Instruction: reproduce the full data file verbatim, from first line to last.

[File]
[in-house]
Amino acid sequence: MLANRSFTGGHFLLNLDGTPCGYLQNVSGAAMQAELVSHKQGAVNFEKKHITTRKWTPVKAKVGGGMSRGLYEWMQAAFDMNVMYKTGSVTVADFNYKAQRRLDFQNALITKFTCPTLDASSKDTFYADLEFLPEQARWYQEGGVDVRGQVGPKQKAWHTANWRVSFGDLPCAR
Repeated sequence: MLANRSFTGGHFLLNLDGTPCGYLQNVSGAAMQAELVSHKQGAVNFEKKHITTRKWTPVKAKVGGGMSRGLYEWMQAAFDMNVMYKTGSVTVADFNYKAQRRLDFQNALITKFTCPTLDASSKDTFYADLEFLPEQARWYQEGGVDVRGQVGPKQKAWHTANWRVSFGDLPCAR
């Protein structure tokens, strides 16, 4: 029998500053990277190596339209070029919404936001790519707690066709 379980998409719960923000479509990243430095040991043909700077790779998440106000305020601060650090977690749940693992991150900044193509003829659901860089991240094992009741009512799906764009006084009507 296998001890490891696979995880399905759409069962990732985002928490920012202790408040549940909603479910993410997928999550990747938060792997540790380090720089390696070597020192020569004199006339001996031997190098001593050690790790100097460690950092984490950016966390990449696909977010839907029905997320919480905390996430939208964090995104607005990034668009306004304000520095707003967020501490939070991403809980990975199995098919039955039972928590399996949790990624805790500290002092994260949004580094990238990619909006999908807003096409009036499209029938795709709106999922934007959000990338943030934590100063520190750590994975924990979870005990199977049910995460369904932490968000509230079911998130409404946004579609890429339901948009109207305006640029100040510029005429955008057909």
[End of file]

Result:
[in-house]
Amino acid sequence: MLANRSFTGGHFLLNLDGTPCGYLQNVSGAAMQAELVSHKQGAVNFEKKHITTRKWTPVKAKVGGGMSRGLYEWMQAAFDMNVMYKTGSVTVADFNYKAQRRLDFQNALITKFTCPTLDASSKDTFYADLEFLPEQARWYQEGGVDVRGQVGPKQKAWHTANWRVSFGDLPCAR
Repeated sequence: MLANRSFTGGHFLLNLDGTPCGYLQNVSGAAMQAELVSHKQGAVNFEKKHITTRKWTPVKAKVGGGMSRGLYEWMQAAFDMNVMYKTGSVTVADFNYKAQRRLDFQNALITKFTCPTLDASSKDTFYADLEFLPEQARWYQEGGVDVRGQVGPKQKAWHTANWRVSFGDLPCAR
């Protein structure tokens, strides 16, 4: 029998500053990277190596339209070029919404936001790519707690066709 379980998409719960923000479509990243430095040991043909700077790779998440106000305020601060650090977690749940693992991150900044193509003829659901860089991240094992009741009512799906764009006084009507 296998001890490891696979995880399905759409069962990732985002928490920012202790408040549940909603479910993410997928999550990747938060792997540790380090720089390696070597020192020569004199006339001996031997190098001593050690790790100097460690950092984490950016966390990449696909977010839907029905997320919480905390996430939208964090995104607005990034668009306004304000520095707003967020501490939070991403809980990975199995098919039955039972928590399996949790990624805790500290002092994260949004580094990238990619909006999908807003096409009036499209029938795709709106999922934007959000990338943030934590100063520190750590994975924990979870005990199977049910995460369904932490968000509230079911998130409404946004579609890429339901948009109207305006640029100040510029005429955008057909």